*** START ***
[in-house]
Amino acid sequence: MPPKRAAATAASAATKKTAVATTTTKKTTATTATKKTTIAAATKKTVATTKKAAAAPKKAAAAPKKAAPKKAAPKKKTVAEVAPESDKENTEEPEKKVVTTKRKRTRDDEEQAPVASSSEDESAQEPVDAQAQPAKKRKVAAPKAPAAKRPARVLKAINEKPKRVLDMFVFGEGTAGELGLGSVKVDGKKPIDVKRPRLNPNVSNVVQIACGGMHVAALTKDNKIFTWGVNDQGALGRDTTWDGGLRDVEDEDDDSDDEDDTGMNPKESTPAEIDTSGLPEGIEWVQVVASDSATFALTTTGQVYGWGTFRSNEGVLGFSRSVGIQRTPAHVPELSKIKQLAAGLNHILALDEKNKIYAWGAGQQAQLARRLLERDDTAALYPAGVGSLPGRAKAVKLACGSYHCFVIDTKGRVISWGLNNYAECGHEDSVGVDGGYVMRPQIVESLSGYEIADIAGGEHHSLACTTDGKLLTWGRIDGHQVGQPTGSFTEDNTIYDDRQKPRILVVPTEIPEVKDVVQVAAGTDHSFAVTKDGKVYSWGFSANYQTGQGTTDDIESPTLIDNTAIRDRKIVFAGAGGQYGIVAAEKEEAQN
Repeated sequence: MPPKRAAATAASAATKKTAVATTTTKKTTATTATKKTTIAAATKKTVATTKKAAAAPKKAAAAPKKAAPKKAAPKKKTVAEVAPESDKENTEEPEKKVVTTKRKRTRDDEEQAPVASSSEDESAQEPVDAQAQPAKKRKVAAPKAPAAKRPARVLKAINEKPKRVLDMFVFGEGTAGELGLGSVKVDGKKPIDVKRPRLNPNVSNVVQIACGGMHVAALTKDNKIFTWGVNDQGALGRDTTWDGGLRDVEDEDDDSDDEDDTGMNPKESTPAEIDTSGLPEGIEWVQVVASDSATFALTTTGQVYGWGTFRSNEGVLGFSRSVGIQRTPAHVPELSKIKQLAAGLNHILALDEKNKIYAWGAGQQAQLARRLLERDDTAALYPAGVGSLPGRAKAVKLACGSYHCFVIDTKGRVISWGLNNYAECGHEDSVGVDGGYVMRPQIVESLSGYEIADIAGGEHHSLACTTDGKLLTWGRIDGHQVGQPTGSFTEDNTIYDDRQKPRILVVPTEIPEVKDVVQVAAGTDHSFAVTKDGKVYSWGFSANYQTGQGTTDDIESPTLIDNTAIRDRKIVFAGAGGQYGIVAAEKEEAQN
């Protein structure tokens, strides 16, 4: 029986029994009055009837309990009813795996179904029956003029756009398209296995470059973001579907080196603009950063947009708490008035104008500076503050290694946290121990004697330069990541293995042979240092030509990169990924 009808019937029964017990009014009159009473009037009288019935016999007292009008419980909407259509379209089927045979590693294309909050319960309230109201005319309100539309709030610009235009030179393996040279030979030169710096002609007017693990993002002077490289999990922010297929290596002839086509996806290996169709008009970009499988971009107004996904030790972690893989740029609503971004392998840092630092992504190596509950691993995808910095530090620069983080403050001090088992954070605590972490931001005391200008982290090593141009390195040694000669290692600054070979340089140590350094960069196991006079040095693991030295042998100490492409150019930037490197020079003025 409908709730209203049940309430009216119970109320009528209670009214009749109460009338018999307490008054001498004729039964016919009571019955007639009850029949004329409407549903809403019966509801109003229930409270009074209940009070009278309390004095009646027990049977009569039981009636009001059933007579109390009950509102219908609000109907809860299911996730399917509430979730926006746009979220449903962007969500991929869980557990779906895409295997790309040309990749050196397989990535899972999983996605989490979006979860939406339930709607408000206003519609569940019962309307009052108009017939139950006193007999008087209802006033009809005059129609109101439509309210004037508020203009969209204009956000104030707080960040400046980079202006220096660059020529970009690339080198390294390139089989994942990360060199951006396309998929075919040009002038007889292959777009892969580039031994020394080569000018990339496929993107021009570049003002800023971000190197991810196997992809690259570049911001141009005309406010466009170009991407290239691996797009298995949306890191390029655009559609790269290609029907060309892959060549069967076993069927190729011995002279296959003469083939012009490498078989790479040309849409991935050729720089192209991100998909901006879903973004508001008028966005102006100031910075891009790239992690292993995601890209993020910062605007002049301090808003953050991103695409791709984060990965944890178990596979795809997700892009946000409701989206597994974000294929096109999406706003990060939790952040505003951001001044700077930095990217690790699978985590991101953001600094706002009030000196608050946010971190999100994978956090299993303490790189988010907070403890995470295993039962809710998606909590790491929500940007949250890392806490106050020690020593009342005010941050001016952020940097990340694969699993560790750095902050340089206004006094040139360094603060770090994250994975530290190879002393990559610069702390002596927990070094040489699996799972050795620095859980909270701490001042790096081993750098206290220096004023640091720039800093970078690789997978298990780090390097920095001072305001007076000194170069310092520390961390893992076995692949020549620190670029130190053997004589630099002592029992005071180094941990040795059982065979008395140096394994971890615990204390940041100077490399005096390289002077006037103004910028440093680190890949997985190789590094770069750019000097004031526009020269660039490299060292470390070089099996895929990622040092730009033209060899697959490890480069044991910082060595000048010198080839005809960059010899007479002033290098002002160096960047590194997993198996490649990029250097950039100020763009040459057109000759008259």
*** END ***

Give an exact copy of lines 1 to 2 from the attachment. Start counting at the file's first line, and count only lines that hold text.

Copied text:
[in-house]
Amino acid sequence: MPPKRAAATAASAATKKTAVATTTTKKTTATTATKKTTIAAATKKTVATTKKAAAAPKKAAAAPKKAAPKKAAPKKKTVAEVAPESDKENTEEPEKKVVTTKRKRTRDDEEQAPVASSSEDESAQEPVDAQAQPAKKRKVAAPKAPAAKRPARVLKAINEKPKRVLDMFVFGEGTAGELGLGSVKVDGKKPIDVKRPRLNPNVSNVVQIACGGMHVAALTKDNKIFTWGVNDQGALGRDTTWDGGLRDVEDEDDDSDDEDDTGMNPKESTPAEIDTSGLPEGIEWVQVVASDSATFALTTTGQVYGWGTFRSNEGVLGFSRSVGIQRTPAHVPELSKIKQLAAGLNHILALDEKNKIYAWGAGQQAQLARRLLERDDTAALYPAGVGSLPGRAKAVKLACGSYHCFVIDTKGRVISWGLNNYAECGHEDSVGVDGGYVMRPQIVESLSGYEIADIAGGEHHSLACTTDGKLLTWGRIDGHQVGQPTGSFTEDNTIYDDRQKPRILVVPTEIPEVKDVVQVAAGTDHSFAVTKDGKVYSWGFSANYQTGQGTTDDIESPTLIDNTAIRDRKIVFAGAGGQYGIVAAEKEEAQN